“Say you’re coming up to a domestic violence call and you see a vehicle exiting the area. You don’t have time to write down the license number but you can touch the screen and say ‘memo’ and note that right then and there. Now you can discover later that was the assailant or something, and you have placed that vehicle at the scene of the crime.”
According to Rockwell Collins, this memo is chain-of-evidence secure, although I haven’t confirmed that point with my on-staff attorneys.
Ergonomics and Officer Safety
There’s another thing about the ergonomics issue that merits our attention. I mentioned at the top that the demo squad reminded me of a flight deck. Like in an aircraft cockpit, much of the electronic hardware has been removed from the front of the vehicle, creating a much safer and more efficient work environment for patrol officers.
“One of the things we’re learning from the law enforcement community is that they appreciate how you can add components to the open-system architecture without having to redesign and add stuff to the inside of the cockpit.” said Johnson. “I was visiting with a large Sheriff’s Department from Wisconsin and one of the things they said was, ‘Every time we decide to add another piece of equipment, we have to figure out where to put it in the interior of all our cars.’ With iForce, that’s not a problem. If you want to add a video system, all you have to figure out is where to mount the camera. We can just integrate the camera through software. A lot of departments are looking at adding license plate readers. If you start out with an iForce system with lights and sirens and radio and video and a year from now you decide to add LPRs, nothing on the inside of the vehicle would change. The apertures go on the outside of the vehicle and the cockpit is completely unchanged,” Johnson explained.
“The last time I checked, CHP had wrecked three iForce-equipped vehicles, and in all three cases iForce was still running after the wreck. In one case, the officer took an off ramp too fast and ended up crushing in the driver’s side door. He was able to scoot right across the seat an exit the passenger side because the installation takes up so much less space than they’d had to deal with before.”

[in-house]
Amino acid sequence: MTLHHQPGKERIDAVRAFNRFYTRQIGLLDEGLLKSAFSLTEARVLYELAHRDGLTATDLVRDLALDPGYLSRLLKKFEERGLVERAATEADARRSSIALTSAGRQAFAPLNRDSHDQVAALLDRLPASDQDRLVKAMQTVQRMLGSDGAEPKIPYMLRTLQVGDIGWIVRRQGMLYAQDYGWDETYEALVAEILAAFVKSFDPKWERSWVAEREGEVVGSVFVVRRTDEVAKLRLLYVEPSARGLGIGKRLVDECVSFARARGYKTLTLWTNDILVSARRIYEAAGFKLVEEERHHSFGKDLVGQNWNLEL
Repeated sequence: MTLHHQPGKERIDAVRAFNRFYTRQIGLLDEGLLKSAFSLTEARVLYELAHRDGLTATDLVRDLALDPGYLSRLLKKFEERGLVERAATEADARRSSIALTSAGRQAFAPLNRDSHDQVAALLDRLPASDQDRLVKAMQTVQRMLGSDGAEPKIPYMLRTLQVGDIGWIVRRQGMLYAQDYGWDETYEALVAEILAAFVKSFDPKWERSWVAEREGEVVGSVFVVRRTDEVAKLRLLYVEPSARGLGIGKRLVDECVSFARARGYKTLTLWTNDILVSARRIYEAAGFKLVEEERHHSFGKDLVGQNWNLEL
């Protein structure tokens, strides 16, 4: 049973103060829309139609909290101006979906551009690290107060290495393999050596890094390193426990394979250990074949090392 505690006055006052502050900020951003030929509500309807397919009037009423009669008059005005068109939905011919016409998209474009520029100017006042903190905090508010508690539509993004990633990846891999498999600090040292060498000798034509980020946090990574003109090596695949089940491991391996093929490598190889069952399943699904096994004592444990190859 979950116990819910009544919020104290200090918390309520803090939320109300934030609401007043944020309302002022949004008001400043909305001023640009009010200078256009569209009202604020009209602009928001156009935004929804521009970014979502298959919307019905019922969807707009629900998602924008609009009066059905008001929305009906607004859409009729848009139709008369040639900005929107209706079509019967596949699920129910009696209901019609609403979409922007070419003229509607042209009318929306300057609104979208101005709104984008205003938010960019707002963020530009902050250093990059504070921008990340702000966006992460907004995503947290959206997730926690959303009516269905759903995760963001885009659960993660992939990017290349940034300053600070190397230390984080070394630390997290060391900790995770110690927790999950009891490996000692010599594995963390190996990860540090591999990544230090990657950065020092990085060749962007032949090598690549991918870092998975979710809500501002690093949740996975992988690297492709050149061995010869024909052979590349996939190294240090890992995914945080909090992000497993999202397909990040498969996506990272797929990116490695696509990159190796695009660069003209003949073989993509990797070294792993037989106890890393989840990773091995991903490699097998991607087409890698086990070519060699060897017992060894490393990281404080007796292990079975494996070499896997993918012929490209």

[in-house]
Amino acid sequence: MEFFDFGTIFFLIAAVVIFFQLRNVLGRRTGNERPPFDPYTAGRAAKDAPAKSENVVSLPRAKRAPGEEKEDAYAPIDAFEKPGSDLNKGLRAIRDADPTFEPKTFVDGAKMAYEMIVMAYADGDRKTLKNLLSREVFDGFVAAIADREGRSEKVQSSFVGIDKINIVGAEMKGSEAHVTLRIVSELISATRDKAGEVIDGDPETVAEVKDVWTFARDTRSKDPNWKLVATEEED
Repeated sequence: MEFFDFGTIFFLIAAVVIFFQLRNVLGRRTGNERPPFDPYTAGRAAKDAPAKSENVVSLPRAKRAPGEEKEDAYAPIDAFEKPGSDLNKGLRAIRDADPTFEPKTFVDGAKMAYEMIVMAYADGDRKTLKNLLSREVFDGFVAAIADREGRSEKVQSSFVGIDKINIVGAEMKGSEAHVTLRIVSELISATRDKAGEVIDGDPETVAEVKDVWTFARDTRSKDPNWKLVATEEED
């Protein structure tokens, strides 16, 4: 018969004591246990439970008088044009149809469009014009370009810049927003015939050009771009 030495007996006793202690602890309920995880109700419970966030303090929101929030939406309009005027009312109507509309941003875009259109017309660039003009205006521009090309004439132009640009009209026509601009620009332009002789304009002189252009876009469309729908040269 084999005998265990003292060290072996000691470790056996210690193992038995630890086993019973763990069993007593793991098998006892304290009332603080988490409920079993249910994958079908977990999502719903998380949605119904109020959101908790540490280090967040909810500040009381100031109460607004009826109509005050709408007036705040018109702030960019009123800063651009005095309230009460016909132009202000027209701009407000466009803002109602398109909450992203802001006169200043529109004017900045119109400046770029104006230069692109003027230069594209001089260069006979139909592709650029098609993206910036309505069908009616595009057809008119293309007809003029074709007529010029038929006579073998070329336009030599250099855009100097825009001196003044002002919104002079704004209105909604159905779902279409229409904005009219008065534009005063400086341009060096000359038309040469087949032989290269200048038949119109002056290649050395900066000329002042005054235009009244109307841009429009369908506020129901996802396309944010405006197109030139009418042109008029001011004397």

There’s one other ergonomics-and-officer-safety-go-hand-in-hand feature I haven’t mentioned yet. That center console — already incredibly small — can be easily collapsed out of the way altogether so an officer can quickly exit the vehicle on the passenger side should the driver’s side door become inoperable. Bam! Just gone just like that. Very, very cool.
Better then “Five Nines” Reliability
The mission-essential software runs on a high-assurance, Linux-based computer which is the same kind of computer architecture that we use in our military flight deck systems. The computer box, the enclosure, also has within it a separate Windows computing module that will run whatever Windows-based programs you need.
“None of the mission-critical components are running on the Windows computing system, were you can get that ‘blue screen of death.’ Not to knock Windows, but you can’t afford for that stuff to just go dark on you. We build those systems for the 160th. When you’re flying over the mountains of Afghanistan, in a snow storm, at night, fifty feet off the ground, with people shooting at you — if that cockpit goes dark, everyone on that aircraft is going to die. So we’re accustomed to building systems where failure of the system is simply not an option.”
Find out more at the Rockwell Collins website.